Posted by vkmo
a resident of Cuesta Park
on Mar 16, 2019 at 9:25 pm

Now we know that some of the major college staff corruptly accepts bribes to admit students with lower grades. But it is really hard for these students to succeed in tough courses of these institutions, and college grades do matter. There doesn't seem to be corruption in assigning grades. Students with lower educational standards will not be able to slide into and succeed in tough courses of these important colleges. And even in easier courses, their performance will be below standard.


3 people like this
Posted by Neighbor
a resident of another community
on Mar 17, 2019 at 8:51 pm

@vkmo
What may happen is what the Walmart heiress did: she paid her roommate about 60k for 3 years of doing her schoolwork. At USC, I believe. I think the roommate tired of this and exposed it and is writing a book about it. I think the Walmart heiress bribed her way in with a big money donation to the school.
There are easy classes at Harvard. Articles about this periodically -


1 person likes this
Posted by Neighbor
a resident of another community
on Mar 17, 2019 at 8:52 pm

See 2012 Harvard cheating scandal in Wikipedia, for example.


Like this comment
Posted by Steven Nelson
a resident of Cuesta Park
on Mar 18, 2019 at 1:03 pm

Steven Nelson is a registered user.

It might be good for MV-LA high school district to research their own student outcomes. 4-year college entrance. They have the #AP classes for each student, over the last 5 years. They have the Much More Important AP Test result #, 1-5. For most colleges, of higher entrance difficulty, only a 5 matters for advanced placement. (and that, as at Stanford, only in Math, and at Harvard next year, in nothing!)

It seems a three input variable problem - AP courses #, AP Test results #, AP course grades #. Which of the three, has any correlation to say - Stanford, Harvard, UC Berkeley, UCLA (Caltech, MIT, Carnage Mellon, whatever your fave consortium) acceptance?

The Board of the HS District can set the Public Policy to restrict AP class load (I'd say 3/year, based on my own MVHS-Stanford grad / Economics, departmental honors and academic distinction). HS students can enroll in more college courses at Foothill.

Too many AP classes - deny regular courses! That was the situation over at Los Altos HS a few years ago (think it was fixed - for Physics). AND at jr. hi (Los Altos) the problem's grown downward - no regular math track next year, even against the express input, the unanimous professional advice of the math teaching staff!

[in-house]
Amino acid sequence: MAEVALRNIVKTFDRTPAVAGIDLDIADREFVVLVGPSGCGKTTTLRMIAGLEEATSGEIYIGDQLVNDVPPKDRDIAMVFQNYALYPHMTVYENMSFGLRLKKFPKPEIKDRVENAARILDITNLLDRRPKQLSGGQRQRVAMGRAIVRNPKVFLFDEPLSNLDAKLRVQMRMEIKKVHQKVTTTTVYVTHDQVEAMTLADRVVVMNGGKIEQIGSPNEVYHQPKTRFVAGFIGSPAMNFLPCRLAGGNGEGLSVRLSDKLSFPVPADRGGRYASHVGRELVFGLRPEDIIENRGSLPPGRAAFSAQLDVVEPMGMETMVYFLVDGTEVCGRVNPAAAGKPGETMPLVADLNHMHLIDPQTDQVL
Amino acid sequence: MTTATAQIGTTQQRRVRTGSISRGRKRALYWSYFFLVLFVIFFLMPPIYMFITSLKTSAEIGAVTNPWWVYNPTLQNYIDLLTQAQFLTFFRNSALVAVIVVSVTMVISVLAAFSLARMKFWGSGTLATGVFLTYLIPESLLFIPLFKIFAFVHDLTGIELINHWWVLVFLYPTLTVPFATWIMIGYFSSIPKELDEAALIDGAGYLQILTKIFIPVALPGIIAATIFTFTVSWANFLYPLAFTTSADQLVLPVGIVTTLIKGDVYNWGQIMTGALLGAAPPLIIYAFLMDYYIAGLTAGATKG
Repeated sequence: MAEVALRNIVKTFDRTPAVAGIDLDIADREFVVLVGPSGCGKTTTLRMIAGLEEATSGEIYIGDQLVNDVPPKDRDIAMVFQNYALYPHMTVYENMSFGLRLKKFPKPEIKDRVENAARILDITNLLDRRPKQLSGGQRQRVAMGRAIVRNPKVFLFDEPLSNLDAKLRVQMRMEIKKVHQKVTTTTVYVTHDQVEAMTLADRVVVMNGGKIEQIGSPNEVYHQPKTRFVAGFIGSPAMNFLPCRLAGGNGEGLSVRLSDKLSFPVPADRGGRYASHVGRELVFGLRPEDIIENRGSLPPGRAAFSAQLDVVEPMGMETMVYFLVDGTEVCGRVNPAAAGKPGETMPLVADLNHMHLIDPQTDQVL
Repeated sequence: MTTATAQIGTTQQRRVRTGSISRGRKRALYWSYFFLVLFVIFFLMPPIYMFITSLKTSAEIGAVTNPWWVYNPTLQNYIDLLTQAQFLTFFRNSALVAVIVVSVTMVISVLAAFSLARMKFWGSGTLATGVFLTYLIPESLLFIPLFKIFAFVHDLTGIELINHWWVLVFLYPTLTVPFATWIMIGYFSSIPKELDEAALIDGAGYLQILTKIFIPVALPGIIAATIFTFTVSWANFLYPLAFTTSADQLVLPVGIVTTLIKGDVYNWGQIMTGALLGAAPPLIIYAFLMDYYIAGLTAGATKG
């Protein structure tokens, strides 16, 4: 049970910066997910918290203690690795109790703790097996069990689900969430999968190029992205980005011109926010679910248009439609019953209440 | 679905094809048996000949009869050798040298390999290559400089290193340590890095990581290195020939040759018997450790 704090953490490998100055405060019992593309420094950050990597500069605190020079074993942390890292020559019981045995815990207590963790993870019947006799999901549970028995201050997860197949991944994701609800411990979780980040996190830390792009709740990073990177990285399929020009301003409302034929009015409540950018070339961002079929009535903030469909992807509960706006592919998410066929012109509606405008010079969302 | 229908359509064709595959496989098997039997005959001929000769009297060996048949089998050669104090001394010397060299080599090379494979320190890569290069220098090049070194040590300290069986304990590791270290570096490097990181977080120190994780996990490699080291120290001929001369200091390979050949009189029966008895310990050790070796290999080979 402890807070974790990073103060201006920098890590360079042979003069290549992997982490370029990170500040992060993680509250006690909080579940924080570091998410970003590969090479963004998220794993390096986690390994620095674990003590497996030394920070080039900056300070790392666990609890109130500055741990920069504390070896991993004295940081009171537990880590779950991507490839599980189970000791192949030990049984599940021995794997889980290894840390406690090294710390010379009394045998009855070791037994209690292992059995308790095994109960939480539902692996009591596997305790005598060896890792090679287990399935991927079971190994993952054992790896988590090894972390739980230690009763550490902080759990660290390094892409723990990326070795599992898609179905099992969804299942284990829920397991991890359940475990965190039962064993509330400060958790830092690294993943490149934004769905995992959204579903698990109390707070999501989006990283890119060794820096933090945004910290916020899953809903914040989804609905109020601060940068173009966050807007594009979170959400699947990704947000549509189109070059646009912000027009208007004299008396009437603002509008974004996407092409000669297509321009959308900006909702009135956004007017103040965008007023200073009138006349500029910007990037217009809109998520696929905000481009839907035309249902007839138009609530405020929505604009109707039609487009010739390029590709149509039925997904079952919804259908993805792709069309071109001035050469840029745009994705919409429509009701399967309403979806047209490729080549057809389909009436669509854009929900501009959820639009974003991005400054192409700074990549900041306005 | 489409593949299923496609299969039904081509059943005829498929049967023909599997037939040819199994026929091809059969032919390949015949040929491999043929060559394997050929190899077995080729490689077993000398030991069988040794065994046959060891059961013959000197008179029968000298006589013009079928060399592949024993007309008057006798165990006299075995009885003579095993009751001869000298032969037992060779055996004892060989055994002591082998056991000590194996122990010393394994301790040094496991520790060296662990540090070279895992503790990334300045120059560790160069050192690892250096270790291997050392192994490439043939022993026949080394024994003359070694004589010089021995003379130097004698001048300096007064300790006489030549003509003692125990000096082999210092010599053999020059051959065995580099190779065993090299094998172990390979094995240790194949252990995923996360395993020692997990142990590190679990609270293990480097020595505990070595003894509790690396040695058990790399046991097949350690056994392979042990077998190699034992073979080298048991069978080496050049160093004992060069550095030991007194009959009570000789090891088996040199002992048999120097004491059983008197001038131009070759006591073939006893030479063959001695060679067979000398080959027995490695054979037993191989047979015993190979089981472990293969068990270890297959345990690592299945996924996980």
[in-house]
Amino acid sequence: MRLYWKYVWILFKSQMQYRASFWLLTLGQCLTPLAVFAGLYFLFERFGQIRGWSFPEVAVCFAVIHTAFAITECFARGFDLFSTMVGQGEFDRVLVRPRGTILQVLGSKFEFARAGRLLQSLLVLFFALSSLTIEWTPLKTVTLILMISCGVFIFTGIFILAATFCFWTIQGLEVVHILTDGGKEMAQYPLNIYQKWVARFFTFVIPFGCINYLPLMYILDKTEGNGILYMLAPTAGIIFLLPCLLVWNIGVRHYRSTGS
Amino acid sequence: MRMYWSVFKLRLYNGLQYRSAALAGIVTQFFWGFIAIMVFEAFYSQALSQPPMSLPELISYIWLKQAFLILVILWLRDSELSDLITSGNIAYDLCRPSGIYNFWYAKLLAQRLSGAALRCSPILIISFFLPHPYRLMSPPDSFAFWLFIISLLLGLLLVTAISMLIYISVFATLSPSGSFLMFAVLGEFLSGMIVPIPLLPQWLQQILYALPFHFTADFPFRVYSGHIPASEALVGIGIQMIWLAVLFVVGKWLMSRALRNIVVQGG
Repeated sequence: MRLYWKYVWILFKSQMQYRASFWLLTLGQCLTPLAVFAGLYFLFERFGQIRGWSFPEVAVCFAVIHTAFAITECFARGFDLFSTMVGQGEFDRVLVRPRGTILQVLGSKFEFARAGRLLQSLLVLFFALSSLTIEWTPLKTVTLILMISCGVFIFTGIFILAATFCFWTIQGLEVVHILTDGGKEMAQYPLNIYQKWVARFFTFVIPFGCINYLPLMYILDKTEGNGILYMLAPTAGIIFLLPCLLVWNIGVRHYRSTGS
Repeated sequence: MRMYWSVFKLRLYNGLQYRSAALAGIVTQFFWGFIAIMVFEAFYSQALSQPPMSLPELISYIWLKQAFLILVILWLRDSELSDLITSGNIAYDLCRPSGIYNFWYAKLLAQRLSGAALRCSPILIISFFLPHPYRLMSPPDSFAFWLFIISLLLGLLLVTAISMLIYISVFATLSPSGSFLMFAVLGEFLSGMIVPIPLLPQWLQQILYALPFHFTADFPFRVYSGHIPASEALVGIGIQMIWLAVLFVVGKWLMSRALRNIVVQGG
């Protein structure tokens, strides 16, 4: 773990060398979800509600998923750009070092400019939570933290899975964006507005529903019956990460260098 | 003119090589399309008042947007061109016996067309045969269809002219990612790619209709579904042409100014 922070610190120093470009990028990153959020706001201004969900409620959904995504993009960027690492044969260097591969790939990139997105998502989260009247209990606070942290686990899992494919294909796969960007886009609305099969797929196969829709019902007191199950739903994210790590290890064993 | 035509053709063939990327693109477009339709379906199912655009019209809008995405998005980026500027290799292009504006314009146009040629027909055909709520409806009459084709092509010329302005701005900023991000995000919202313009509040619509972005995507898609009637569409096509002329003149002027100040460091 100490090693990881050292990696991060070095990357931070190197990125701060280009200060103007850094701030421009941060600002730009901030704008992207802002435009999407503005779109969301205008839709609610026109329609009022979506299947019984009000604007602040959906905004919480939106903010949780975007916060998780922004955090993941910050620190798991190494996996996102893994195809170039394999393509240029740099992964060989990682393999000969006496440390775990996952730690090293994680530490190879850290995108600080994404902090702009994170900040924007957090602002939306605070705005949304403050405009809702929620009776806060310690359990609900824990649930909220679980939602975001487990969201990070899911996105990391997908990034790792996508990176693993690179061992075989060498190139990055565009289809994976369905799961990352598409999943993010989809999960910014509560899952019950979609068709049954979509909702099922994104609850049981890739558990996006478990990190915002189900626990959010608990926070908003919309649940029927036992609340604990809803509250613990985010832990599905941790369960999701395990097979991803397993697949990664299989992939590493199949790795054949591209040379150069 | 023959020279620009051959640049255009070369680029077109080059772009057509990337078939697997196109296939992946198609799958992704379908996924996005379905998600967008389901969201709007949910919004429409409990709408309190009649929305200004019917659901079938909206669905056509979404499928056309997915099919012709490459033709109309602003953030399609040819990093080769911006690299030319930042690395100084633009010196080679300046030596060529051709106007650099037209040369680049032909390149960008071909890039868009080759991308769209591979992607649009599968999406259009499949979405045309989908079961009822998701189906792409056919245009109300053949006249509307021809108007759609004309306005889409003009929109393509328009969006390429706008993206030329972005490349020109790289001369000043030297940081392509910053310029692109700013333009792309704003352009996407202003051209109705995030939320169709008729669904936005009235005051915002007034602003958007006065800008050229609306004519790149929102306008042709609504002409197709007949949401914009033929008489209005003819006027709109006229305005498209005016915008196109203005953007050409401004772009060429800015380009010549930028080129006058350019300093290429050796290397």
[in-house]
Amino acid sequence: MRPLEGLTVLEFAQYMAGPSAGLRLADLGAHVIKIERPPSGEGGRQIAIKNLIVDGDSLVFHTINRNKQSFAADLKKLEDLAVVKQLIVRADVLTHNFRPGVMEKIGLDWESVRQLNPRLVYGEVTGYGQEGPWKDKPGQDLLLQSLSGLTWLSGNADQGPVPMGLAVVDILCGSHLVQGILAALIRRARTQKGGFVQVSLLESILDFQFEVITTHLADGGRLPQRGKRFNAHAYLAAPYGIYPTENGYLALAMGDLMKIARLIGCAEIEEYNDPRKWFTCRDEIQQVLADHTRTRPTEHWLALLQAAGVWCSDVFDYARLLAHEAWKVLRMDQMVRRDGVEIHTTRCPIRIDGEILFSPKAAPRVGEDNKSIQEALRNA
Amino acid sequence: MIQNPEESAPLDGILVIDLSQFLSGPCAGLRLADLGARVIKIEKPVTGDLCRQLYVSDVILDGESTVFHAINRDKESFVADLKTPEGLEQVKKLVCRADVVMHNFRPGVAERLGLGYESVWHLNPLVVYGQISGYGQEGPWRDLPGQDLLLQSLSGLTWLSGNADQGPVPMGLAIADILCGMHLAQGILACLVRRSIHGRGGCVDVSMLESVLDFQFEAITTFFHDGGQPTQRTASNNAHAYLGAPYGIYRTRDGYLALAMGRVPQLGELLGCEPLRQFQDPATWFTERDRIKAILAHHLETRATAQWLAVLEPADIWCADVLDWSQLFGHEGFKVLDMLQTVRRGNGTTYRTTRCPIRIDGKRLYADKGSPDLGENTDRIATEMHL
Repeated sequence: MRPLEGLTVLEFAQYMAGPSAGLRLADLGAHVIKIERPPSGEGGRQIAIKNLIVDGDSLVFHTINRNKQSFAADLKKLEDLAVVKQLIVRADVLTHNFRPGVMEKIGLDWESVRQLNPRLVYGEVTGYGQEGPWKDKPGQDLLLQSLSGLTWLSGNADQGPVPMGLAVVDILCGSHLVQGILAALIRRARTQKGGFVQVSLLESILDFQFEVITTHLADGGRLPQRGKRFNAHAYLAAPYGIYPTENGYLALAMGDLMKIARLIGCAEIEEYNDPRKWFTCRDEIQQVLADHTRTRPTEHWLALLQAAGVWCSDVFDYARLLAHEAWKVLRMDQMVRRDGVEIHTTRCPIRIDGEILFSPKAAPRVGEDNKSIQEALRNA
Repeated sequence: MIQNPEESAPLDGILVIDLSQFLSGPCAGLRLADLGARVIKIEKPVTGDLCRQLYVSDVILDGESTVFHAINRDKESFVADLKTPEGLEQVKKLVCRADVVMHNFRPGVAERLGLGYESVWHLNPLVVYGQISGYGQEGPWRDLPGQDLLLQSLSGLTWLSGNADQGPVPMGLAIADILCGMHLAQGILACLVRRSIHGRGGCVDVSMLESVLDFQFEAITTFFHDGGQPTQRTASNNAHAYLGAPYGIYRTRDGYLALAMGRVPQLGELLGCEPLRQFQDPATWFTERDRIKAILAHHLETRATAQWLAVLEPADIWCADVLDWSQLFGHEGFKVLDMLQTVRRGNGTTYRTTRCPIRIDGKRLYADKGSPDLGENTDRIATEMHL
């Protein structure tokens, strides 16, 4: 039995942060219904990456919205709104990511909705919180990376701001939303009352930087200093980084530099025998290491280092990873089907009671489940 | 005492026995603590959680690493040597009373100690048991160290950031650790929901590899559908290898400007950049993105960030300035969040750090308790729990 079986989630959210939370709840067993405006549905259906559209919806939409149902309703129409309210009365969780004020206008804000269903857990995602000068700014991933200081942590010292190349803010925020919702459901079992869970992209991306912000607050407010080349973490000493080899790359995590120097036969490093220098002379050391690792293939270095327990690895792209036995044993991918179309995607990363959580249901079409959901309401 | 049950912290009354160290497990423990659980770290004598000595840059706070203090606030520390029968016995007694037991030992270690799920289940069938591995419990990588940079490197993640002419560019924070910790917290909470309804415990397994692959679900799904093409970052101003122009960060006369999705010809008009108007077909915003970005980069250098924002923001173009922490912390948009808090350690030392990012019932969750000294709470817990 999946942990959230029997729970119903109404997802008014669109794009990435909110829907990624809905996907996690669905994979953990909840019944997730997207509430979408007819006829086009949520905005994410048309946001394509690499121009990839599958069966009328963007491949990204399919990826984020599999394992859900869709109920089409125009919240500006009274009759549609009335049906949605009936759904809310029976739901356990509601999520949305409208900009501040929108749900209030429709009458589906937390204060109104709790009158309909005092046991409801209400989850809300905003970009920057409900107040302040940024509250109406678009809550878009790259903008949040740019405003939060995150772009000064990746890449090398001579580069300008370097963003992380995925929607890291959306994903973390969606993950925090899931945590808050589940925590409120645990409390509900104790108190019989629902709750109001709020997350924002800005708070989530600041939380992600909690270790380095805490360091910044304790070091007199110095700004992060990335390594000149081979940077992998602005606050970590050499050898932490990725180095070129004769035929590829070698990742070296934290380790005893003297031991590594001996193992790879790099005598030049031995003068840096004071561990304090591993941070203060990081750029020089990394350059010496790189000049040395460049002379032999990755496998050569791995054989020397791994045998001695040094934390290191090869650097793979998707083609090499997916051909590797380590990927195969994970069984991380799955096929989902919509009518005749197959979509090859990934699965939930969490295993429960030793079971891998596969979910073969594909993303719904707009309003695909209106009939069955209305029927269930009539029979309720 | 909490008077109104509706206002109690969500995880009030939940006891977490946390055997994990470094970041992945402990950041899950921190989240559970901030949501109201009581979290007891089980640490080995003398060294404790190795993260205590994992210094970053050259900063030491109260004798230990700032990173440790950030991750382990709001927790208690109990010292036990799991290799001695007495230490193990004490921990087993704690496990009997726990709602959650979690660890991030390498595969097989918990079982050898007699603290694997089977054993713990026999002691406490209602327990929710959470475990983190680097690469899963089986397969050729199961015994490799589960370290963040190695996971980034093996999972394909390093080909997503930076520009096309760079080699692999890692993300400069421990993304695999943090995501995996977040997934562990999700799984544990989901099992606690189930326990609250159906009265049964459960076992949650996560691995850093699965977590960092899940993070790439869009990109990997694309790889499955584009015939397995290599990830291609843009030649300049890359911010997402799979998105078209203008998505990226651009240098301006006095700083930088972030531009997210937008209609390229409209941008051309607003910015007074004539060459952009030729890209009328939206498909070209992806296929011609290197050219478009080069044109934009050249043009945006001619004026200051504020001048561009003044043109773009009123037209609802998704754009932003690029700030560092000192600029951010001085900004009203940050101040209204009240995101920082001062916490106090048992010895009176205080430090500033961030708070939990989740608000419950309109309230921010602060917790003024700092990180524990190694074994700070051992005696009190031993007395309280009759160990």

Web Link


3 people like this
Posted by mom
a resident of Waverly Park
on Mar 18, 2019 at 2:53 pm

Nobody is telling kids to load up on AP classes, but it is common. Kids vary greatly in their ability to handle the load. The thing to remember about AP courses is that colleges are not obligated to give AP credit and may want students to take their version of the same course.

The biggest problems that I saw as a MVHS parent were:

1. There are regular classes and AP classes and not much in between. Lots of kids don't want to be in "regular" classes with kids who don't care about school. Maybe there should be more honors classes for kids who want a more academic class but not college-level work.

2. High school, especially in the Bay Area, is ALL about college prep. IMO it was a huge mistake to do away with classes like wood shop, auto mechanics, home ec, and other non-academic classes. It seems kids are made to feel that college is the only route to success. Now we have this concept of "adulting" for kids who think cooking dinner and sewing on a button is an achievement. LAHS has an auto repair and culinary arts program that I suppose MVHS kids could access if they want to drive over there. Freestyle is a step in the right direction of more choice for different learning styles and interests.

We got sucked in to the "college coach" thing because it sounded like college apps are a whole different game from when we were that age. We paid a couple thousand to a "coach" who told our child that everything about his essay needed to be changed, and encouraged him to apply to East Coast schools. Our kids ended up at in-state schools that they wanted to attend and had good programs in their major, and they received excellent educations.

I feel so bad for the kids whose parents got caught up in this scam. Can you imagine how that must feel, to know that your own parents think you're not good enough that they had to pay someone to cheat on your SAT exam and get accepted?! My children would never speak to me again if I'd done that.